HLS has long been a leader in promoting public service among students and alumni. It was the first law school with a program to assist graduates with loan repayment, and the first with an office dedicated to helping students find jobs in the public sector. It was also the first–and is still among just a few–to guarantee summer salaries for students who choose to do public service work, giving them the opportunity to try jobs they otherwise might not be able to afford. (The number of students taking advantage of the summer funding has soared: Five years ago, 192 students were funded; last year, it was 352.)
In 2003, about 11 percent of the graduating class took public service jobs immediately after law school or planned to do so after a clerkship. Still, with the flood of law firms eager to hire HLS grads and the financial burden of student loans, some students describe feeling pressure to take private jobs they may not want. Kagan’s leadership is changing that, students and others say. The dean’s promotion of public service, says Professor Carol Steiker ’86, is itself a service.
“Harvard has a somewhat unfair reputation in the world of higher education as not being a place to come to for public service,” said Steiker, special adviser for public service to the dean, a post created last year. “We want to claim the position we should have in the public mind, because so many people have come through here and done wonderful things for public service.”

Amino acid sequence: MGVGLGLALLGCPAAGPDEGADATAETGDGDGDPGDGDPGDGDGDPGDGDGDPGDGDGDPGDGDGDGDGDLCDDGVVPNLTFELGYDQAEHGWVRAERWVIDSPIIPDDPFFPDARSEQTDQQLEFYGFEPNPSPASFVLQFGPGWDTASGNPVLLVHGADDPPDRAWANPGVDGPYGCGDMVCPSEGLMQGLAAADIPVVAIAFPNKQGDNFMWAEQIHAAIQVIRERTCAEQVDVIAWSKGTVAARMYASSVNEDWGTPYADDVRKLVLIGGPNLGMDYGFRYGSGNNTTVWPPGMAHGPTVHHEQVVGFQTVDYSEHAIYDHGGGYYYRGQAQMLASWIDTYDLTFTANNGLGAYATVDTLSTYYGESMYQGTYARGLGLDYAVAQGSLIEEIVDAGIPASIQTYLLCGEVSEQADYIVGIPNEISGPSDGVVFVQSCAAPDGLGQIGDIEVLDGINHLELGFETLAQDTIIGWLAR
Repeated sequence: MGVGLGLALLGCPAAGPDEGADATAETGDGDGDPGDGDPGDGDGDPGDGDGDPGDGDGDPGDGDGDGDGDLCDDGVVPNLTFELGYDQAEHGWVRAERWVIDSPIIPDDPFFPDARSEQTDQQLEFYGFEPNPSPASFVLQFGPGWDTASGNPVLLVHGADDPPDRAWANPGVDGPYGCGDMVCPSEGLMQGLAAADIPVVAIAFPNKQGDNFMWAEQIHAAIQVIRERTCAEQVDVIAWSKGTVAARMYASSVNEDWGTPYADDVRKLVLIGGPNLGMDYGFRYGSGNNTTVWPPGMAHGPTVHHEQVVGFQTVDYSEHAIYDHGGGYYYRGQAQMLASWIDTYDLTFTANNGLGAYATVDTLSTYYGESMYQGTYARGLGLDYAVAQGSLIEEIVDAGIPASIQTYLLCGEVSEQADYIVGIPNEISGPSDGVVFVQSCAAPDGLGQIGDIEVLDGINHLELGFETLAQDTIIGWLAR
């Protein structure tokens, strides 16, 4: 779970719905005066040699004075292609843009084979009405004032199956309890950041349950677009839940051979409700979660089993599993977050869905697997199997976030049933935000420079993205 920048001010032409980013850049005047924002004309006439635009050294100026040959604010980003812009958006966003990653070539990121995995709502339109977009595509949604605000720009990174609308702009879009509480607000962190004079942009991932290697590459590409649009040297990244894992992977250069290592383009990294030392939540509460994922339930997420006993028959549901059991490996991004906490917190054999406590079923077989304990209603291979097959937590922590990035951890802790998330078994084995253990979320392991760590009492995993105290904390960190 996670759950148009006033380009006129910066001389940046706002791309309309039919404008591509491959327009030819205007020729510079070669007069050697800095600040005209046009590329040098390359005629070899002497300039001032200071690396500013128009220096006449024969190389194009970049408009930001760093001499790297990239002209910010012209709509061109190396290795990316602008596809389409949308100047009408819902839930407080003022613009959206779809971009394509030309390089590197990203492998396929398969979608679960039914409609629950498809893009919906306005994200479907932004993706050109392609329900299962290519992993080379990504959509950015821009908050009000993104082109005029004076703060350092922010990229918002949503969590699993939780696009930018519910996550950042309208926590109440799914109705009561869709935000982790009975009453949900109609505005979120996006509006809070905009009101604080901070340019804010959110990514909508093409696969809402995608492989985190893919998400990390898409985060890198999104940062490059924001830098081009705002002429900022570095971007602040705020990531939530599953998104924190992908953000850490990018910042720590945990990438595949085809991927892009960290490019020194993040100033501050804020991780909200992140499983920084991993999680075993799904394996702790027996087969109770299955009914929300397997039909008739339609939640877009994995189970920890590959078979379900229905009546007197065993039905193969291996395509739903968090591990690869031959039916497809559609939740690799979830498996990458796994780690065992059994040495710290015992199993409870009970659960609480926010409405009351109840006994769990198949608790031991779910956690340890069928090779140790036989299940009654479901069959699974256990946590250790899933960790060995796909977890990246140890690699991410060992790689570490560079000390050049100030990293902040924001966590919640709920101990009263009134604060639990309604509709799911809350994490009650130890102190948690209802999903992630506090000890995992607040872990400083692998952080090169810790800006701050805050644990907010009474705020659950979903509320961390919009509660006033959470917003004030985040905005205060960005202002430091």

The pro bono requirement for students, instituted through a faculty vote and part of the school’s strategic plan, has Kagan’s strong support. “I think it’s a good program because it gets people into the habit of doing this kind of work and it ingrains a certain attitude about the importance of this work,” Kagan said. “I think that’s an important thing for a law school to do.”
Students say this leadership is critical, not only in exposing all students to public service but in supporting those who are certain they don’t want to go into private practice. “I almost felt like I was fighting off firm recruiting,” said Leah Plunkett ’06, who last summer worked for the ACLU in Michigan in a job funded through the summer-job program. “I was getting more mail and e-mail than I knew what to do with, and I wasn’t interested in it at all!” Plunkett doesn’t begrudge the many private firm opportunities offered to HLS students, but she worries about those who are funneled into jobs they may not want. “So the more countervailing messages the school can give, the better,” she said.
Kagan agrees. “I do think there are tremendous pressures that push people into large firms, probably more than actually want to be there,” she said. “I worked in a large law firm, and I think it’s terrific for people who want to be there. What’s sad is when people don’t want to but end up doing it.”
Some buckle under financial pressure, which is why the loan-repayment program is critical, Kagan says. Others feel pressure to take law firm jobs that their peers view as prestigious, while yet others succumb to the ease of letting firms court them. “In point of fact, it’s much harder to get a very good public service job than to get a law firm job,” said Shabecoff. “I’m dealing with students who are sitting on offers from the fanciest firms in the country, who are killing themselves to get a public service job.”